Your search returned 73 results in 18 document sections:
The Daily Dispatch: August 8, 1861., [Electronic resource], Clerical Dissolves. (search)
The Capital in danger. Project of the Rebels for Capturing Washington — Lee to around Baltimore — Beauregard to engage McClellan and Henaisgaem to dislodge Rosecrans — cry for peace. [special to the New York Times] Washington, July 26. In these exciting times, when so many rumors, having only an imaginary foundation, are gaining currency, it is bad policy to add to their number, but I will be pardoned for communicating a project which a military officer of high rank has ju
a distance of about forty miles from Washington.
Once there, he will be joined by the Secessionists, who are secretly organizing all over Maryland, and will then attack Washington on its unfortified and defenceless side.
At the same time, Beauregard will make a movement against McClellan, whom he will keep busy within his own lips, thus preventing his taking part in the defences of the city.
Johnson will be left to watch and counteract Patterson's movements; a strong column will be sent a<
The Daily Dispatch: August 8, 1861., [Electronic resource], A Reminiscence of
The Daily Dispatch: April 9, 1862., [Electronic resource], By
& Goddin , Auctioneers. (search)
The Daily Dispatch: April 9, 1862., [Electronic resource], The metal of which cannon are made (search)
The metal of which cannon are made --The appeal of Gen. Beauregard to the people of Tennessee to furnish metal to be cast into cannon for the Confederacy, having elicited the voluntary contributions of the patriotic men and women of the South, the following letter from Adjutant Gen. Wayne to a lady of Georgia, containing valuable information on the subject of the composition of gun metal, will be read with profit and interest: If Gen. Beauregard, in his appeal to the planters of the Gen. Beauregard, in his appeal to the planters of the Mississippi, meant anything more than to arouse their slumbering patriotism to active exertion, he wanted the tin of which their balls are partly composed. We have the copper, but for the fabrication of brodes, (commonly, but erroneously called brass guns,) we want tin. That you may understand this, I will tell you that science has determined for guns, as best, the proportions of nine pa 's of copper to one part of tin; and for bells seven or eight parts of copper to three parts of tin. By hav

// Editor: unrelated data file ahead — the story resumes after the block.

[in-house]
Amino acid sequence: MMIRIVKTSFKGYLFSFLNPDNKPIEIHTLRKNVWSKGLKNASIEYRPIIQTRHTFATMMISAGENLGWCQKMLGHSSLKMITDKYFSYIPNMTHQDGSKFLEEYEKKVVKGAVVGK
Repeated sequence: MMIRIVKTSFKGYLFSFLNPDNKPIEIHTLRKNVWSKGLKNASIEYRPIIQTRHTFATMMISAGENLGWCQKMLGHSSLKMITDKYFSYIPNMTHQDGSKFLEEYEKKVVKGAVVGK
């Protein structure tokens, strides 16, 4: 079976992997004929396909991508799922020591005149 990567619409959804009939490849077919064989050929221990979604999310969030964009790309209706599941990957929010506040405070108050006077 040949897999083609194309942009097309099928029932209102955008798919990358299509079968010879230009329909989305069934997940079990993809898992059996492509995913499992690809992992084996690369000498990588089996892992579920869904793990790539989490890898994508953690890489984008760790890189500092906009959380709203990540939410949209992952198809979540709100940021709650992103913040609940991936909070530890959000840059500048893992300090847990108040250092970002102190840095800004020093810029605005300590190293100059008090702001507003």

Bells. --If any one is disposed to doubt the patriotism of our planters, let him visit the custom-house and examine the bells, large and small and of all kinds, sent there in response to Gen. Beauregard's appeal. Over two hundred are there, and the whole exceeding in weight twenty-two thousand pounds. This, too, it will be remembered, is but a small portion of the let sent by the planters of the South Many have been sent to other points from this State; and many have been sent from other States direct to headquarters.-- N. C. Delta.
The Daily Dispatch: April 9, 1862., [Electronic resource], Miscellaneous News. (search)
The Daily Dispatch: April 9, 1862., [Electronic resource], Sharpshooters. (search)